Getting to know iTunes 11's Up Next player
One of the marquee features of iTunes 11 is Up Next, a new way to queue up songs for your listening sessions. Radically different from iTunes DJ, which this feature replaces, it can be a bit complex. Here’s a look at how to get the most out of Up Next.
How does it work?
The first thing you need to know about Up Next is that it’s always on—and you may add songs to it without realizing it. For example, if you start playing a playlist by clicking the arrow button next to its name, when it’s displayed in iTunes, the Up Next queue gets filled with all the songs that playlist contains. The same is true if you start playing an album by clicking the arrow button next to its name in, say, Albums view or Artists view.
But in this case, Up Next is only adding the songs in the selected album or playlist, and that’s not where the feature becomes useful. What makes Up Next a powerful feature is its ability to queue up songs from different playlists or albums.
Adding songs to Up Next
You can add songs to the Up Next queue in several ways. When you do so, the songs get added at the end of the queue, so you can keep adding songs as your day or listening session goes on, and always have a stream of music playing.
The quickest way to add a single song to the Up Next queue is to hover over a track, then press the Option key and click the plus (+) icon that appears to the left of the track name. This icon appears in any of iTunes’ views (Artists, Albums, Genres, and so on), and for individual tracks or albums, or next to the name of a playlist. For albums in, say, Artists or Albums view, the arrow icon after the album name changes to the + icon when you hover with the Option key pressed.
If you select a track and press <Option>-<Return>, it will be added to the Up Next queue. However, if anything is in the queue, you’ll get a window asking if you want to replace what’s there (click Clear Songs to do so) or not (click Play Song). If you do the latter, your song gets added to the beginning of the Up Next queue; if you choose to clear songs, it replaces what’s in the queue.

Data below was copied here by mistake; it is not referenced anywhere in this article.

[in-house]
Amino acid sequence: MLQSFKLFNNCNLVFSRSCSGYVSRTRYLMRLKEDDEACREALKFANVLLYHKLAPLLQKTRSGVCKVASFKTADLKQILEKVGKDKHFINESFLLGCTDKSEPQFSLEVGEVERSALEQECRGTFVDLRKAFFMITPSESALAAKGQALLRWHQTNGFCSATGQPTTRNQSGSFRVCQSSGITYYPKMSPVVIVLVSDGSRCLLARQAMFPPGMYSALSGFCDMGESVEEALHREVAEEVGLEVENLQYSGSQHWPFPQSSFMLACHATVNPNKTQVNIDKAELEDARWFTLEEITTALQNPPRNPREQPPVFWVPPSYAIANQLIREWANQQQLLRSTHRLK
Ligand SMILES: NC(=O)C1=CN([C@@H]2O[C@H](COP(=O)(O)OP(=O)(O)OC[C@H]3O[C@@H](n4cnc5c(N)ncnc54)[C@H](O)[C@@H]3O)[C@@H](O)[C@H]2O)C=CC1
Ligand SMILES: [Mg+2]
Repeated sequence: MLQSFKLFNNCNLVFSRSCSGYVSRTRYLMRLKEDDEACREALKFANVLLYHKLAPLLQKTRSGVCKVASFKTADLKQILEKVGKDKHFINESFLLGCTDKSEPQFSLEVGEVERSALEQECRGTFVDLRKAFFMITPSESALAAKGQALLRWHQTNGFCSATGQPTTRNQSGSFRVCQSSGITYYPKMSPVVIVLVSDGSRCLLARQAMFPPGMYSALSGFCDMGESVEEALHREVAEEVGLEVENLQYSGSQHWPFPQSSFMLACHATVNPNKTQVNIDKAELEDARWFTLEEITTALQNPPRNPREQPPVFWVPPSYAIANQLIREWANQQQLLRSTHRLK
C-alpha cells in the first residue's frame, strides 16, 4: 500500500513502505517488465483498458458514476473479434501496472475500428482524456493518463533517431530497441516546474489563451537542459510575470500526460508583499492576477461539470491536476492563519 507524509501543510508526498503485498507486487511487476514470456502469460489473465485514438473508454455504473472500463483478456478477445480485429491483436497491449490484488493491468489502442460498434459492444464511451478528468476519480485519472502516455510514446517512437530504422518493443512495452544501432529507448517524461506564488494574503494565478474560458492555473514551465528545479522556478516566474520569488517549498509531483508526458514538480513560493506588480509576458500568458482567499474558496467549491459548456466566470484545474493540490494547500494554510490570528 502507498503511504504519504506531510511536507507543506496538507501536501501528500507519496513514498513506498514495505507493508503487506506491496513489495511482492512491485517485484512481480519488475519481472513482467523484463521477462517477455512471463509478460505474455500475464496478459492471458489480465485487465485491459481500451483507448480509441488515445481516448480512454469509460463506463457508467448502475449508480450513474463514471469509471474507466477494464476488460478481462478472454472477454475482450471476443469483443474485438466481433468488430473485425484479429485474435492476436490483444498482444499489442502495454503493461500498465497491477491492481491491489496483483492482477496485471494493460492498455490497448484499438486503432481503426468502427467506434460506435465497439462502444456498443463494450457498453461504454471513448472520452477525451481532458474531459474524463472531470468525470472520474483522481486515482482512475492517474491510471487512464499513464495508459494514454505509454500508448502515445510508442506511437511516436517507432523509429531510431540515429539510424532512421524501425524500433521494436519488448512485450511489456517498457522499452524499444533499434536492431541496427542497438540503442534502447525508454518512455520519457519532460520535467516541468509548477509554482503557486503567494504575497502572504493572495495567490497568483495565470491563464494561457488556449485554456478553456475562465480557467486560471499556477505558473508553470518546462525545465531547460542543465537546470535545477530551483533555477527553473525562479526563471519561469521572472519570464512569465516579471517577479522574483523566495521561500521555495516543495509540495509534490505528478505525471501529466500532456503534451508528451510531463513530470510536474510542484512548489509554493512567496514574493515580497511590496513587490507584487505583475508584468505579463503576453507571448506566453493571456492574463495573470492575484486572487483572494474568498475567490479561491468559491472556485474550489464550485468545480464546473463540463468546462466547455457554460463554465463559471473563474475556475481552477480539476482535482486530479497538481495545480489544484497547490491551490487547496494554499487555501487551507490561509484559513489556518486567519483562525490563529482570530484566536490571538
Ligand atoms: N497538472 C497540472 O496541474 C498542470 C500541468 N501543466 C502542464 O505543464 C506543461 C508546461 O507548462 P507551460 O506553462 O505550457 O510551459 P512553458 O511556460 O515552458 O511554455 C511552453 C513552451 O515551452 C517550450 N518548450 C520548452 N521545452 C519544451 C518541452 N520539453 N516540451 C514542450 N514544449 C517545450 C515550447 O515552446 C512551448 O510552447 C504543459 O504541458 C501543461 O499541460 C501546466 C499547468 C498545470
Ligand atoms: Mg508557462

You can use the More (arrow) icon to add items to Up Next, as well as to perform other actions on them. This icon displays when you hover over a song or album in your iTunes library. Click it to display a pop-up menu. If you already have songs in the Up Next queue, you have two choices: Play Next and Add to Up Next. If you choose Play Next, iTunes adds the selected track to the beginning of the Up Next queue (that is, right after the currently playing song). If you click Add to Up Next, iTunes adds the item to the end of the queue.
The standard contextual menu also lets you add items to Up Next. Right- or Control-click on an item, then choose Play Next or Add to Up Next; these commands have the same effect as those described just above. You may prefer using the pop-up menu mentioned earlier, but the contextual menu is the way to add entire playlists to the Up Next queue, since there’s no More button when you hover over playlists in the sidebar or the playlists column.
Finally, you can drag and drop items to add them to the Up Next queue. To do so, select one or more songs or albums and drag them to the iTunes LCD (the part of the window at the top that displays information about what you’re playing). When you do so, the Up Next icon will flash showing that iTunes has added your items.
Working with the Up Next queue
Now that you’re grooving to the music in your Up Next queue, you may want to change the order of the songs you’ve added to it. You can do so by clicking the Up Next icon in the iTunes LCD (or in the MiniPlayer); this shows the next 20 songs that will play. You can drag the songs up or down in this list to change their order, and you can delete any song by hovering over one, then clicking the X icon that appears to the left of its name.
You can clear the entire queue by clicking Clear, and you can also clear the currently playing song by clicking Clear again. And see that clock icon? Click that to see what you’ve played recently; you can then add any songs you want to hear again to the Up Next queue by hovering, clicking the > icon, and using the commands described above in the pop-up menu. (And you can access any of the other commands in that menu as well, such as rating songs, adding them to playlists, viewing them in the iTunes Store, and so on.) Click the clock icon again to return to the Up Next queue.
So long, DJ
Up Next is a valuable feature if you like to set up a queue of music to listen to. It lacks the ability that iTunes DJ had to choose songs at random from your music library, or from a selected playlist, and some iTunes users miss this feature. But try out Up Next and see how it fits with your listening; you may find that you like the way you can choose what music you’ll listen to and how you can easily manage the list.
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